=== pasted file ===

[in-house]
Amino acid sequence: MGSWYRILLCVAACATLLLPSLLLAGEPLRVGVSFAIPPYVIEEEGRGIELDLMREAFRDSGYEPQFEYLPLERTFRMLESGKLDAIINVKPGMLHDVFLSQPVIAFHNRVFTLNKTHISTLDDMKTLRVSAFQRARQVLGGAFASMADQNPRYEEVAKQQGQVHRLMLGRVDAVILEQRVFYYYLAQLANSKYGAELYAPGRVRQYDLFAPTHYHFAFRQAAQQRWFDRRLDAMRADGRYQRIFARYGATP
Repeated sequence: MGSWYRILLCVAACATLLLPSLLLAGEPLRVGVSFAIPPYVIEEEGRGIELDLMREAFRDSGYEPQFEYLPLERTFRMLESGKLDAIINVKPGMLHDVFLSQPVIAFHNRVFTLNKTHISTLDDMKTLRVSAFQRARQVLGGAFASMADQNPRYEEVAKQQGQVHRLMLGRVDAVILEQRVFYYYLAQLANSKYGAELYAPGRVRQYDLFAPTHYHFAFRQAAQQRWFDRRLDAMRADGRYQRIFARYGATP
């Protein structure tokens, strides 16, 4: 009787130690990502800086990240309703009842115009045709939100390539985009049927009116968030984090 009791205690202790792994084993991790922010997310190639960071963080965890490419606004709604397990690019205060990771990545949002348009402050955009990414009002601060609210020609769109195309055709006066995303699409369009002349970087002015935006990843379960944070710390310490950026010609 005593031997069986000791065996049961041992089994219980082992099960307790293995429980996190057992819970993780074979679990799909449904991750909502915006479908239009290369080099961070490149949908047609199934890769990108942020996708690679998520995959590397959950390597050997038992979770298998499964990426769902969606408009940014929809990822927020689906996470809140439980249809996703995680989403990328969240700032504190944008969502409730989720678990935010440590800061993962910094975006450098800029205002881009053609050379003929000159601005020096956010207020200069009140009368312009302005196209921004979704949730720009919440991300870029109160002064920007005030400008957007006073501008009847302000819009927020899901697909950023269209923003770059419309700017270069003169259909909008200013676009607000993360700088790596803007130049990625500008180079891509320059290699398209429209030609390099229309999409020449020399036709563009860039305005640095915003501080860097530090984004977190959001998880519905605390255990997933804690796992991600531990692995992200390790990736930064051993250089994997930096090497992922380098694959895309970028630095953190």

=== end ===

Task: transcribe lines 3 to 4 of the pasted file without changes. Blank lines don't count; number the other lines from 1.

Repeated sequence: MGSWYRILLCVAACATLLLPSLLLAGEPLRVGVSFAIPPYVIEEEGRGIELDLMREAFRDSGYEPQFEYLPLERTFRMLESGKLDAIINVKPGMLHDVFLSQPVIAFHNRVFTLNKTHISTLDDMKTLRVSAFQRARQVLGGAFASMADQNPRYEEVAKQQGQVHRLMLGRVDAVILEQRVFYYYLAQLANSKYGAELYAPGRVRQYDLFAPTHYHFAFRQAAQQRWFDRRLDAMRADGRYQRIFARYGATP
């Protein structure tokens, strides 16, 4: 009787130690990502800086990240309703009842115009045709939100390539985009049927009116968030984090 009791205690202790792994084993991790922010997310190639960071963080965890490419606004709604397990690019205060990771990545949002348009402050955009990414009002601060609210020609769109195309055709006066995303699409369009002349970087002015935006990843379960944070710390310490950026010609 005593031997069986000791065996049961041992089994219980082992099960307790293995429980996190057992819970993780074979679990799909449904991750909502915006479908239009290369080099961070490149949908047609199934890769990108942020996708690679998520995959590397959950390597050997038992979770298998499964990426769902969606408009940014929809990822927020689906996470809140439980249809996703995680989403990328969240700032504190944008969502409730989720678990935010440590800061993962910094975006450098800029205002881009053609050379003929000159601005020096956010207020200069009140009368312009302005196209921004979704949730720009919440991300870029109160002064920007005030400008957007006073501008009847302000819009927020899901697909950023269209923003770059419309700017270069003169259909909008200013676009607000993360700088790596803007130049990625500008180079891509320059290699398209429209030609390099229309999409020449020399036709563009860039305005640095915003501080860097530090984004977190959001998880519905605390255990997933804690796992991600531990692995992200390790990736930064051993250089994997930096090497992922380098694959895309970028630095953190």